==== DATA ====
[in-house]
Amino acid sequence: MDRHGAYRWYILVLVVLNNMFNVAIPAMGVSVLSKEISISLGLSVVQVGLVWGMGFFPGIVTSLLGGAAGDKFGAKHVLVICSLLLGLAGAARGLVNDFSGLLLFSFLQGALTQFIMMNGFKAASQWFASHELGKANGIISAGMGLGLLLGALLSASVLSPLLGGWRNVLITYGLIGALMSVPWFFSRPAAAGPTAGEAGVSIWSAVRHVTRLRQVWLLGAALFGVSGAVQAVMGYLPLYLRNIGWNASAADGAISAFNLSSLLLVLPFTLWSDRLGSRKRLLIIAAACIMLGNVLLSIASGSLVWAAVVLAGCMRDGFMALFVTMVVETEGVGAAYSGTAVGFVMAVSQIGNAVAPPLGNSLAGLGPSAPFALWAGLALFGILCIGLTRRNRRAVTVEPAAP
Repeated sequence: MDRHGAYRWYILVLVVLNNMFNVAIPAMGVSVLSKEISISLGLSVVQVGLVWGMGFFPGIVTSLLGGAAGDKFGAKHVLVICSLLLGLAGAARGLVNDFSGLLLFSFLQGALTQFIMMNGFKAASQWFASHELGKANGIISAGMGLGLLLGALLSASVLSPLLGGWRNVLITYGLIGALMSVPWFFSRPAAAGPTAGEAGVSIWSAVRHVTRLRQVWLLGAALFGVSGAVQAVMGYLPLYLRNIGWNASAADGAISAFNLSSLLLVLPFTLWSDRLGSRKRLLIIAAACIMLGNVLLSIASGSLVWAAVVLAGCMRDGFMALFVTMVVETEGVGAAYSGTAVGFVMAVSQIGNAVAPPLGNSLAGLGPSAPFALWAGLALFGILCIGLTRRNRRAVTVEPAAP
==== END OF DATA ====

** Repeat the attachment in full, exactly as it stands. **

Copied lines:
[in-house]
Amino acid sequence: MDRHGAYRWYILVLVVLNNMFNVAIPAMGVSVLSKEISISLGLSVVQVGLVWGMGFFPGIVTSLLGGAAGDKFGAKHVLVICSLLLGLAGAARGLVNDFSGLLLFSFLQGALTQFIMMNGFKAASQWFASHELGKANGIISAGMGLGLLLGALLSASVLSPLLGGWRNVLITYGLIGALMSVPWFFSRPAAAGPTAGEAGVSIWSAVRHVTRLRQVWLLGAALFGVSGAVQAVMGYLPLYLRNIGWNASAADGAISAFNLSSLLLVLPFTLWSDRLGSRKRLLIIAAACIMLGNVLLSIASGSLVWAAVVLAGCMRDGFMALFVTMVVETEGVGAAYSGTAVGFVMAVSQIGNAVAPPLGNSLAGLGPSAPFALWAGLALFGILCIGLTRRNRRAVTVEPAAP
Repeated sequence: MDRHGAYRWYILVLVVLNNMFNVAIPAMGVSVLSKEISISLGLSVVQVGLVWGMGFFPGIVTSLLGGAAGDKFGAKHVLVICSLLLGLAGAARGLVNDFSGLLLFSFLQGALTQFIMMNGFKAASQWFASHELGKANGIISAGMGLGLLLGALLSASVLSPLLGGWRNVLITYGLIGALMSVPWFFSRPAAAGPTAGEAGVSIWSAVRHVTRLRQVWLLGAALFGVSGAVQAVMGYLPLYLRNIGWNASAADGAISAFNLSSLLLVLPFTLWSDRLGSRKRLLIIAAACIMLGNVLLSIASGSLVWAAVVLAGCMRDGFMALFVTMVVETEGVGAAYSGTAVGFVMAVSQIGNAVAPPLGNSLAGLGPSAPFALWAGLALFGILCIGLTRRNRRAVTVEPAAP